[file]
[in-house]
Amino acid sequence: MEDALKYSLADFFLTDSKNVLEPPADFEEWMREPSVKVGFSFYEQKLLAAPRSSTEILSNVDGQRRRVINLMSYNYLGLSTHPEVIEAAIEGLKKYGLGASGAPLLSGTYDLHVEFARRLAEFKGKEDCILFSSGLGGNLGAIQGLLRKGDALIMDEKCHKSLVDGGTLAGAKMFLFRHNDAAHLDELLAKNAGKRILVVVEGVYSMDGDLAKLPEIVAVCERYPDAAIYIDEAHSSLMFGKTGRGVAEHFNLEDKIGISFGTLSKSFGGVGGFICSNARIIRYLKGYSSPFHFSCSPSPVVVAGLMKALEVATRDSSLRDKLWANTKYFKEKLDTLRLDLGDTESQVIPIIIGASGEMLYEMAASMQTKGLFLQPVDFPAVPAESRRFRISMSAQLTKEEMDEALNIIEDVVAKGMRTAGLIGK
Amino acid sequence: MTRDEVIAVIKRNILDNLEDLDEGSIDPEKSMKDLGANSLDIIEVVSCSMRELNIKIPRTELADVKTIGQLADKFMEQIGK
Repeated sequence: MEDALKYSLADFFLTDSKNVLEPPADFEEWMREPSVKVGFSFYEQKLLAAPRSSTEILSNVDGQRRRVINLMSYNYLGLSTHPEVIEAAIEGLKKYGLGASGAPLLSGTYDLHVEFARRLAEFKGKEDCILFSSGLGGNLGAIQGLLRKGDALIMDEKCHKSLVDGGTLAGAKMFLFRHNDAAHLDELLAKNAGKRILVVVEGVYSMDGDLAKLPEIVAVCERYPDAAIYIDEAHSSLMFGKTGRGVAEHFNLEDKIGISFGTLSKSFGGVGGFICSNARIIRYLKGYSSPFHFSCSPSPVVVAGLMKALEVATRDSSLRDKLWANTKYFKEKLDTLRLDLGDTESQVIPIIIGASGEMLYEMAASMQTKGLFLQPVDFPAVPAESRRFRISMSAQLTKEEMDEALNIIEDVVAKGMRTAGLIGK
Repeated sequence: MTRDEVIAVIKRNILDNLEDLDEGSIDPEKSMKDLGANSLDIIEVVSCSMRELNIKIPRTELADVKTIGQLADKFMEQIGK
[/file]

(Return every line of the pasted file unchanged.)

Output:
[in-house]
Amino acid sequence: MEDALKYSLADFFLTDSKNVLEPPADFEEWMREPSVKVGFSFYEQKLLAAPRSSTEILSNVDGQRRRVINLMSYNYLGLSTHPEVIEAAIEGLKKYGLGASGAPLLSGTYDLHVEFARRLAEFKGKEDCILFSSGLGGNLGAIQGLLRKGDALIMDEKCHKSLVDGGTLAGAKMFLFRHNDAAHLDELLAKNAGKRILVVVEGVYSMDGDLAKLPEIVAVCERYPDAAIYIDEAHSSLMFGKTGRGVAEHFNLEDKIGISFGTLSKSFGGVGGFICSNARIIRYLKGYSSPFHFSCSPSPVVVAGLMKALEVATRDSSLRDKLWANTKYFKEKLDTLRLDLGDTESQVIPIIIGASGEMLYEMAASMQTKGLFLQPVDFPAVPAESRRFRISMSAQLTKEEMDEALNIIEDVVAKGMRTAGLIGK
Amino acid sequence: MTRDEVIAVIKRNILDNLEDLDEGSIDPEKSMKDLGANSLDIIEVVSCSMRELNIKIPRTELADVKTIGQLADKFMEQIGK
Repeated sequence: MEDALKYSLADFFLTDSKNVLEPPADFEEWMREPSVKVGFSFYEQKLLAAPRSSTEILSNVDGQRRRVINLMSYNYLGLSTHPEVIEAAIEGLKKYGLGASGAPLLSGTYDLHVEFARRLAEFKGKEDCILFSSGLGGNLGAIQGLLRKGDALIMDEKCHKSLVDGGTLAGAKMFLFRHNDAAHLDELLAKNAGKRILVVVEGVYSMDGDLAKLPEIVAVCERYPDAAIYIDEAHSSLMFGKTGRGVAEHFNLEDKIGISFGTLSKSFGGVGGFICSNARIIRYLKGYSSPFHFSCSPSPVVVAGLMKALEVATRDSSLRDKLWANTKYFKEKLDTLRLDLGDTESQVIPIIIGASGEMLYEMAASMQTKGLFLQPVDFPAVPAESRRFRISMSAQLTKEEMDEALNIIEDVVAKGMRTAGLIGK
Repeated sequence: MTRDEVIAVIKRNILDNLEDLDEGSIDPEKSMKDLGANSLDIIEVVSCSMRELNIKIPRTELADVKTIGQLADKFMEQIGK